How hydrology could help a changing electric grid



As distributed resources change the way electricity flow on the power grid, energy researchers are borrowing a concept from hydrology to study how the complex system works.

The US Department of Energy is preparing to award $10 million in grants for research related to “energy sheds.” The term may conjure images of small wooden buildings sheltering whirring generators, but it’s actually a play on the concept of a watershed.

A watershed is a geographic area where all the water flows into one common outlet, such as a river. An energy shed, then, looks at how power is created and consumed within a defined area. The DOE’s definition, borrowed from a 2016 report by John C. Evarts, is “an area in which all power consumed within it is supplied within it.”

“It’s a very multifaceted and layered concept,” said Austin Thomas, the co-author of a paper on energy sheds published last year in Energy Research and Social Science. “There’s still a bit of flexibility and ambiguity in defining it.

Thomas’ paper uses a more expansive definition: “The geographic area that contains the land, infrastructure, people, profits and environmental impacts connected to final energy consumption.”

Applying the concept could be especially useful now as more communities, states and regions move away from reliance on centralized, fossil fuel-burning generating facilities in favor of more distributed, renewable energy sources.

“Understanding the implications of more locally-based generation may lead to a more efficient and resilient power system,” the DOE’s Office of Energy Efficiency and Renewable Energy said in its description of the funding opportunity.

“The DOE recognizes that the future of energy is not the past of energy,” said Gretchen Bakke, a senior fellow at the Institute for Advanced Sustainability Studies, and a participant in last year’s energy shed workshop. “They’re trying to figure out how to involve local communities, and work around utilities in their present form, to experiment, but also lay some real pragmatic plans. What the size of a shed would need to be, what the generation capacity would need to be, how those would all work together.”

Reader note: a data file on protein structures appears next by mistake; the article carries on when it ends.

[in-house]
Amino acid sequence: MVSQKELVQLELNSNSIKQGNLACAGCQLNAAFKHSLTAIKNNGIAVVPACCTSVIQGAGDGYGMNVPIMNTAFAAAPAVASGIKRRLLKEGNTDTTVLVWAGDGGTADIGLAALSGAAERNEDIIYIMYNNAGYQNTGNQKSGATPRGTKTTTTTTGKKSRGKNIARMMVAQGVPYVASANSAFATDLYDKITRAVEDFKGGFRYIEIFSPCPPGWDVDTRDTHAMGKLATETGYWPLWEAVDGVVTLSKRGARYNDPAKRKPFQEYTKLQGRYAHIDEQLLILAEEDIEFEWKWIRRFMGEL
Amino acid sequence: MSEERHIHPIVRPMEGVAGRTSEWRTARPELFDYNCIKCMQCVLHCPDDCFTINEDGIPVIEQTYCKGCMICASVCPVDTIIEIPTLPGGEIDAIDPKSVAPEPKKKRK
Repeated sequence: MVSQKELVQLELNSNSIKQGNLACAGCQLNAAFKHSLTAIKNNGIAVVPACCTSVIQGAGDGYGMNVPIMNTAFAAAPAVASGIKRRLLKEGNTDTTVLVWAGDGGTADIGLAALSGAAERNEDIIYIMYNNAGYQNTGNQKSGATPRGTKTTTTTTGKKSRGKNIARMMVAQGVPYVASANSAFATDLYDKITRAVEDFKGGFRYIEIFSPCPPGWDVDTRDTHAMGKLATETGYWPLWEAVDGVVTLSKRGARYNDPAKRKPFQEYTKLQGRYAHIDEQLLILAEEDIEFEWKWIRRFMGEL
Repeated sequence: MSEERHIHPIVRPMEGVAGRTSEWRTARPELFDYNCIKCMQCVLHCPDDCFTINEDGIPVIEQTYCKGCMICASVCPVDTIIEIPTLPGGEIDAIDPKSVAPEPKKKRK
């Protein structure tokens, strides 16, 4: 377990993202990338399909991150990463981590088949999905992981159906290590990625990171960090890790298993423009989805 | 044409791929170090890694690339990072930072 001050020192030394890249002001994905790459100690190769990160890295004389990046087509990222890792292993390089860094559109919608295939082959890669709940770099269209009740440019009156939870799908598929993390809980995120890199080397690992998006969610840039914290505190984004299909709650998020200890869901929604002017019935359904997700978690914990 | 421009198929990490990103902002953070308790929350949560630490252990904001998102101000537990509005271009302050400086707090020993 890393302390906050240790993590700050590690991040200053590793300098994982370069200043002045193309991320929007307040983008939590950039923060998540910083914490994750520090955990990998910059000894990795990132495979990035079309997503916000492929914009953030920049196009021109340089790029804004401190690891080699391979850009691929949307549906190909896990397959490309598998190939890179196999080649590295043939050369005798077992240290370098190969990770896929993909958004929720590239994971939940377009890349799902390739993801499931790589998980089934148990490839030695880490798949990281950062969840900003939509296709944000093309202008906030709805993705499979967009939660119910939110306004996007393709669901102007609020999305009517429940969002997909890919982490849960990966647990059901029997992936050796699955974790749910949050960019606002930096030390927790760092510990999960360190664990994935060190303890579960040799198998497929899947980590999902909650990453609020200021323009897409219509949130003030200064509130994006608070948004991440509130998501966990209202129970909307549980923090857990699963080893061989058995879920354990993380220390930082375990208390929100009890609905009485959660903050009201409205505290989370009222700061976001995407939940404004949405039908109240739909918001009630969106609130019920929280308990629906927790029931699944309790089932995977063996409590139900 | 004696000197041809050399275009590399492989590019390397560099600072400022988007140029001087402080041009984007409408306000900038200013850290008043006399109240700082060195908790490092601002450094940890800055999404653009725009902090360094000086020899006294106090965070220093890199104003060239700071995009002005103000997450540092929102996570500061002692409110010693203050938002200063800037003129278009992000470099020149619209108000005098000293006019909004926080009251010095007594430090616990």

The concept “digs deep into the locational issues associated with energy,” said Paul Hines, the vice president for power systems at Energy Hub, which develops software for managing distributed energy. “When you purchase energy, it comes from many different sources across the grid with impacts on all of those places. How can we understand the locational impacts of our energy choices? While many details are unclear, systems are needed to coordinate distributed energy resources and allow people to participate.”

Breaking down large regional- or national-scale energy systems into smaller energy shed areas could help in “understanding the trade-offs of producing and delivering energy within that boundary versus importing or exporting energy into or out of that region,” said Clayton Barrows, a member of the Grid Operations Planning Group at the National Renewable Energy Laboratory.

Under the DOE funding opportunity, the energy sheds proposed for investigation must be confined to a “discrete geographic area” in which renewable energy sources supply a large portion of demand, but in which grid capacity constraints are curtailing deployment of additional generation.

The area served must also have substantial deployment of interactive smart meters, a critical data-gathering tool.

In addition to gathering information about resiliency, reliability, affordability and sustainability, the energy shed projects are also supposed to address issues of equity and inclusion, including job creation, environmental exposure, and transparency.

“The energy system of today was not constructed with the needs of rural and urban communities considered equally, or with climate change or low-income communities in mind,” Thomas said. “So what is the direction of the future? And what are the shortcomings of existing systems?”

One of the biggest points of disagreement and ambiguity around energy sheds is how to define the boundaries — what do you include or leave out? For example, Thomas said, you might reasonably group all of the New England states together as one energy shed because they are all on the grid managed by ISO-New England.

But if you include the natural gas used to generate power, and account for where that fuel comes from, you have to expand the boundaries, because gas is not produced in any quantity in the region, he said.

Importantly, an energy shed is not the same as an energy island or a microgrid, both of which are designed to function singularly, Bakke said.

“It’s not like we’re going to live in these little energy pods and not be connected to each other anymore,” she said. “If you get an energy shed that serves 80% of the needs of a particular community, the other 20% will be balanced from outside.”

The DOE expects to fund two to five projects. The awards will be announced in September.

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